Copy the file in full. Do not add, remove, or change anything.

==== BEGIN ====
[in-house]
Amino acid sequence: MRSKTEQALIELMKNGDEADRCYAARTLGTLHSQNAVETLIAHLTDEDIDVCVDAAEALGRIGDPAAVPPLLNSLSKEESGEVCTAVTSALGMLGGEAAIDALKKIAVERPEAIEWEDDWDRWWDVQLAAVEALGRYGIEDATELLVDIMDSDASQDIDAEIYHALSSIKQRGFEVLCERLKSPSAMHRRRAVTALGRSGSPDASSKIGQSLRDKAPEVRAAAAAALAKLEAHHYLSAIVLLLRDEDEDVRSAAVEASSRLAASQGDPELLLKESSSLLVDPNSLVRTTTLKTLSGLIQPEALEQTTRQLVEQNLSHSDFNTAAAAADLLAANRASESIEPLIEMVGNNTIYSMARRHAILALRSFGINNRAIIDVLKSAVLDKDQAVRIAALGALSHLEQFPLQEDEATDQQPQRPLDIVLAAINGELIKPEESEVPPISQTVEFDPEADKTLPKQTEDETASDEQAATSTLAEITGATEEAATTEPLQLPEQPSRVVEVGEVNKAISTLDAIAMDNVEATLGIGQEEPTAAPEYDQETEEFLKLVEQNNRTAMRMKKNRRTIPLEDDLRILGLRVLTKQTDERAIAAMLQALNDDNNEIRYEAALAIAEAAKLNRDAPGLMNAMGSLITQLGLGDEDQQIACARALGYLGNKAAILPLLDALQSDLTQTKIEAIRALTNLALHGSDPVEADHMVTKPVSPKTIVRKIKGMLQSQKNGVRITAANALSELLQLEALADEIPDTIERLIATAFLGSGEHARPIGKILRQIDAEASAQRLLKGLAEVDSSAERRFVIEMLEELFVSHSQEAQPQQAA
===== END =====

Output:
[in-house]
Amino acid sequence: MRSKTEQALIELMKNGDEADRCYAARTLGTLHSQNAVETLIAHLTDEDIDVCVDAAEALGRIGDPAAVPPLLNSLSKEESGEVCTAVTSALGMLGGEAAIDALKKIAVERPEAIEWEDDWDRWWDVQLAAVEALGRYGIEDATELLVDIMDSDASQDIDAEIYHALSSIKQRGFEVLCERLKSPSAMHRRRAVTALGRSGSPDASSKIGQSLRDKAPEVRAAAAAALAKLEAHHYLSAIVLLLRDEDEDVRSAAVEASSRLAASQGDPELLLKESSSLLVDPNSLVRTTTLKTLSGLIQPEALEQTTRQLVEQNLSHSDFNTAAAAADLLAANRASESIEPLIEMVGNNTIYSMARRHAILALRSFGINNRAIIDVLKSAVLDKDQAVRIAALGALSHLEQFPLQEDEATDQQPQRPLDIVLAAINGELIKPEESEVPPISQTVEFDPEADKTLPKQTEDETASDEQAATSTLAEITGATEEAATTEPLQLPEQPSRVVEVGEVNKAISTLDAIAMDNVEATLGIGQEEPTAAPEYDQETEEFLKLVEQNNRTAMRMKKNRRTIPLEDDLRILGLRVLTKQTDERAIAAMLQALNDDNNEIRYEAALAIAEAAKLNRDAPGLMNAMGSLITQLGLGDEDQQIACARALGYLGNKAAILPLLDALQSDLTQTKIEAIRALTNLALHGSDPVEADHMVTKPVSPKTIVRKIKGMLQSQKNGVRITAANALSELLQLEALADEIPDTIERLIATAFLGSGEHARPIGKILRQIDAEASAQRLLKGLAEVDSSAERRFVIEMLEELFVSHSQEAQPQQAA